Israel Hamas war: S Jaishankar says two-state solution for Palestine is ‘urgent’


India has been pushing for a two-state solution to the Palestine issue for many decades and an increasing number of countries are now not only supporting it but seeing it as “more urgent” than before, External Affairs Minister S Jaishankar said on Saturday, amid concerns over the prevailing situation in Gaza.

He made the remarks at an interactive session at a security conference in Munich in the presence of US Secretary of State Antony Blinken and German Foreign Minister Annalena Baerbock.

The external affairs minister described the October 7 attacks on Israeli cities by Hamas as “terrorism” but at the same time, referring to Tel Aviv’s response, said Israel has an international obligation to observe the humanitarian law.

He said it is important that Israel should have been very mindful of civilian casualties.

Explaining New Delhi’s position on the conflict, Jaishankar said there are different dimensions to it, and broadly classified them into four points.

“Number one — we must be clear that what happened on October 7 was terrorism; no caveats, no justification, no explanation. It was terrorism,” he said.

“Number two, as Israel responds, it is important that Israel should have been very mindful of civilian casualties. It has an international obligation to observe humanitarian law,” Jaishankar said.

Mentioning point number three, he said the return of hostages today is imperative.

“Number four — There is a need for a humanitarian corridor, a sustainable humanitarian corridor to provide relief. And eventually, there has to be a permanent fix, a long-term fix. Otherwise we are going to see a recurrence,” he said.

The external affairs minister also highlighted India’s long-held position on the Palestine issue.

“Certainly India has long believed in a two-state solution. We have maintained that position for many decades and, I think, today many more countries in the world feel not just that the two state solution is necessary, but it is more urgent than it was before,” he said.

Israel has been continuing its military offensive in Gaza as part of its retaliation to the unprecedented attack on Israeli cities by Hamas on October 7.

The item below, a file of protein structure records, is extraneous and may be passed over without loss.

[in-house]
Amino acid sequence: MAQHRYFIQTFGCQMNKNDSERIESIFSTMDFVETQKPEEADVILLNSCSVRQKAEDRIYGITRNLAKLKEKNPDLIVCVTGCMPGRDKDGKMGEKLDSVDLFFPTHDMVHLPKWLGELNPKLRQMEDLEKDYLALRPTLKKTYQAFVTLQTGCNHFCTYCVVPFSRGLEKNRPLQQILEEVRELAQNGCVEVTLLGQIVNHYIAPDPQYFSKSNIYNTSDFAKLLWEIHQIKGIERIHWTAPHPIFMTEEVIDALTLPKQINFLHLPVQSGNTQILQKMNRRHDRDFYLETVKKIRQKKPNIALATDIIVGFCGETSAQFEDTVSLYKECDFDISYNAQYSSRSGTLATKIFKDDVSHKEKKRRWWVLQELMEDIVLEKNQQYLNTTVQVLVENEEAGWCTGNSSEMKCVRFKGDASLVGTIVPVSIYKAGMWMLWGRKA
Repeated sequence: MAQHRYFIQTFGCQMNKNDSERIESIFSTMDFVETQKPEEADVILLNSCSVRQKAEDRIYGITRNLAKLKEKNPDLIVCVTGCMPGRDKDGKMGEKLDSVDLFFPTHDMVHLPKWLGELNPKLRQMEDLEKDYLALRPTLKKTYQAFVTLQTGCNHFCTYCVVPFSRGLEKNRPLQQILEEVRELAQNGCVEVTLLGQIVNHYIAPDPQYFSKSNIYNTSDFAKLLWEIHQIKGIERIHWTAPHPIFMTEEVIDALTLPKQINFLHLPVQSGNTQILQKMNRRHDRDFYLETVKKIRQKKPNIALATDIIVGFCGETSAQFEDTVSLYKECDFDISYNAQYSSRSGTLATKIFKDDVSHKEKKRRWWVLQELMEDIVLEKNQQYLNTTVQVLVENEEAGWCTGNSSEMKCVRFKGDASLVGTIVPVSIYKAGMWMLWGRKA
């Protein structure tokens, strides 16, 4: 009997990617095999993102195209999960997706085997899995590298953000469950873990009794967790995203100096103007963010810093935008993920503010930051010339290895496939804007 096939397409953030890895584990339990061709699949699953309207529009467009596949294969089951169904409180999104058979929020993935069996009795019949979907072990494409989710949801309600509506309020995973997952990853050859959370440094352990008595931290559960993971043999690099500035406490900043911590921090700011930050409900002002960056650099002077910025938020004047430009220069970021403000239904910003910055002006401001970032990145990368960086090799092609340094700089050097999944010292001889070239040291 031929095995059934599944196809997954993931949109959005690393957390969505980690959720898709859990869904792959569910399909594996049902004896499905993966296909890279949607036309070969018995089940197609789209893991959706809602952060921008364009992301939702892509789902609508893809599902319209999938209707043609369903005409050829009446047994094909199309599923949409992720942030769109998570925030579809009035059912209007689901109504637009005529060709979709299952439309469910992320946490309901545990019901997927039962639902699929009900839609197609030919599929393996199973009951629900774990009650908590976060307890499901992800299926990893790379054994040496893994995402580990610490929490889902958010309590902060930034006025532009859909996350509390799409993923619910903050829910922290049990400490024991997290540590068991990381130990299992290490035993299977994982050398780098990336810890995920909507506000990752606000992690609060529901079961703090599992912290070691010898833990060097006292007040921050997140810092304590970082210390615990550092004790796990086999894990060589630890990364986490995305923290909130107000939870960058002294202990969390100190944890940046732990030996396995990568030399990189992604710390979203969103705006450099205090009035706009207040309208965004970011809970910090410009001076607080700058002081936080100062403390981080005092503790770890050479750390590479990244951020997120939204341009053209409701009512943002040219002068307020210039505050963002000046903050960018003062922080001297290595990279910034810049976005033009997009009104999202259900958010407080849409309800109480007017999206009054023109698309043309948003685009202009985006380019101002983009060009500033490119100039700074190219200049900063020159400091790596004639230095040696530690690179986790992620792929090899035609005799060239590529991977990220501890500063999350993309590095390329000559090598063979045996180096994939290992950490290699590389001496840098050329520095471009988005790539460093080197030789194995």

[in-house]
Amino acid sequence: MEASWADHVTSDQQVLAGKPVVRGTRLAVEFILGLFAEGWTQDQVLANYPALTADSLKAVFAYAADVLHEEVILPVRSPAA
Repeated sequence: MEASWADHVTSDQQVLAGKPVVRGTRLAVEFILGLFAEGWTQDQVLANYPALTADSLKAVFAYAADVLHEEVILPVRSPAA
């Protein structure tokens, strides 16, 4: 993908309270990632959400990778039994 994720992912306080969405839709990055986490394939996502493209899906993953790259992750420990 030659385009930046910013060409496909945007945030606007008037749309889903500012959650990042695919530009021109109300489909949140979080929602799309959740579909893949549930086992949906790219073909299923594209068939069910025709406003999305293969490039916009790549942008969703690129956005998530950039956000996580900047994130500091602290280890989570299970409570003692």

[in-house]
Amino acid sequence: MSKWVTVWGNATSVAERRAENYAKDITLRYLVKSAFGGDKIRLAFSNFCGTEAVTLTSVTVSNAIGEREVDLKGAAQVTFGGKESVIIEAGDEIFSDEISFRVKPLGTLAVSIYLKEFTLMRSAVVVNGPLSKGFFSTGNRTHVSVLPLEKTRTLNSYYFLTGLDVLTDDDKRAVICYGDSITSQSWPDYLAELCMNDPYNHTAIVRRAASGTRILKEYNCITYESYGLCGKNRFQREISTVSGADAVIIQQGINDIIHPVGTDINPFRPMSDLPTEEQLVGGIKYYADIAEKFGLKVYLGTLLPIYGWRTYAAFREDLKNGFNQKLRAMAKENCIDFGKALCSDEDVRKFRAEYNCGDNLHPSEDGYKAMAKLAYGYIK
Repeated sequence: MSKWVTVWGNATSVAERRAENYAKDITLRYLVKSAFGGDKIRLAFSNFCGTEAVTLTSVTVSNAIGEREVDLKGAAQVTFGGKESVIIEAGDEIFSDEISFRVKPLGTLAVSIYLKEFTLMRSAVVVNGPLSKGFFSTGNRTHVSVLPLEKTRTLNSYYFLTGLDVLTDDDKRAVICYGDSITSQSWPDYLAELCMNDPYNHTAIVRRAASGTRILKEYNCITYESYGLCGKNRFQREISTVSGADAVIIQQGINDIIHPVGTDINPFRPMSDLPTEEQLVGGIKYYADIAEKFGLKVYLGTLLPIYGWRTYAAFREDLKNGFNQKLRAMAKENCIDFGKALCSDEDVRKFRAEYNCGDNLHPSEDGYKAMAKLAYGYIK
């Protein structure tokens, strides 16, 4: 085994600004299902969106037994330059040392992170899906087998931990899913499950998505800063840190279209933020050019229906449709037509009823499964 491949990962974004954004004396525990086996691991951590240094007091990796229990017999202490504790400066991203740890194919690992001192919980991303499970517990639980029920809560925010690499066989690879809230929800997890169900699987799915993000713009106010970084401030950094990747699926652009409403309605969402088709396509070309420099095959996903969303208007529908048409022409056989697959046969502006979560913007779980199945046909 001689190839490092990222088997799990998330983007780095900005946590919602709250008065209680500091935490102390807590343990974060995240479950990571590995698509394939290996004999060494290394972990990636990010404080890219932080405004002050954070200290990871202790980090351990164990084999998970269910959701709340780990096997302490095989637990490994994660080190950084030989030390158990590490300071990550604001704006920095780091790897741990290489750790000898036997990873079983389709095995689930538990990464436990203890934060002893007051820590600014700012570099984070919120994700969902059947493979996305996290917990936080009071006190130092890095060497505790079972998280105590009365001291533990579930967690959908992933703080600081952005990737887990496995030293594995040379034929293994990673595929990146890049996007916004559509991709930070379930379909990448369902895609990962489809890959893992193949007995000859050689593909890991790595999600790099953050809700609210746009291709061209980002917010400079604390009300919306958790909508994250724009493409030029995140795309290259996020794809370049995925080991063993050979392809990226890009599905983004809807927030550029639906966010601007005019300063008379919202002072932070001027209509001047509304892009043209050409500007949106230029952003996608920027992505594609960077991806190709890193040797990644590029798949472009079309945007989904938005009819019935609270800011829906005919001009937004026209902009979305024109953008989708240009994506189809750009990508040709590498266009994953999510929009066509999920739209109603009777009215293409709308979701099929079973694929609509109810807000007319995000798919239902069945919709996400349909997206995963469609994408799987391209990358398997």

Hamas killed around 1,200 people in Israel and kidnapped more than 220 others some of whom were released during a brief ceasefire.

Over 25,000 people have been killed in Gaza in the Israeli offensive, according to the Hamas-run authorities in Gaza.

India has been calling for de-escalation of the situation and creating conditions for an early resumption of direct peace negotiations towards a two-state solution to the Palestine issue.

India strongly condemned the terror attack by Hamas.

Asked about India’s foreign policy priorities in the backdrop of observations that it is traversing from ‘non-alignment to all alignment’, Jaishankar asserted that the country should not be criticised for having multiple options.

While putting the question, the moderator specifically mentioned India’s continuing procurement of crude oil from Russia notwithstanding Moscow’s invasion of Ukraine.

“Why should it be a problem? I am smart enough to have multiple options. You should be admiring and not criticising. Is it a problem for others? I do not think so,” he said.

In that context, Jaishankar explained different pulls and pressures countries face, adding that different nations have different histories and challenges and it is very hard to have an unidimensional relationship.

“I do not want you, even inadvertently, to give the impression that we are purely and unsentimentally transactional. We are not. We get along with people, we believe in things, we share things, …but there are times when you are located in different places, different levels of development, different experiences, all of that gets into it,” he explained.

“So Life is complicated, life is differentiated,” he said.

“Good partners provide choices, smart partners take some of those choices,” Jaishankar said.

To a question, the external affairs minister said the BRICS (Brazil-Russia-India- China-South Africa) grouping started in an era when the Western dominance was very strong.

The premier gathering of the world was G7 and you had a number of significant powers in the world which felt that they were not part of the G7 but can also bring values to table.

Jaishankar said last year, around 30 countries showed interest to be part of BRICS as they saw value in it.

There must be something good we have done, he said.

“I think it is important today to make a distinction between being non-West and anti-West. I would certainly characterise India as a country which is non-West but which has extremely strong relations with the Western countries that is getting better by the day,” he added.

Published On:

Feb 18, 2024

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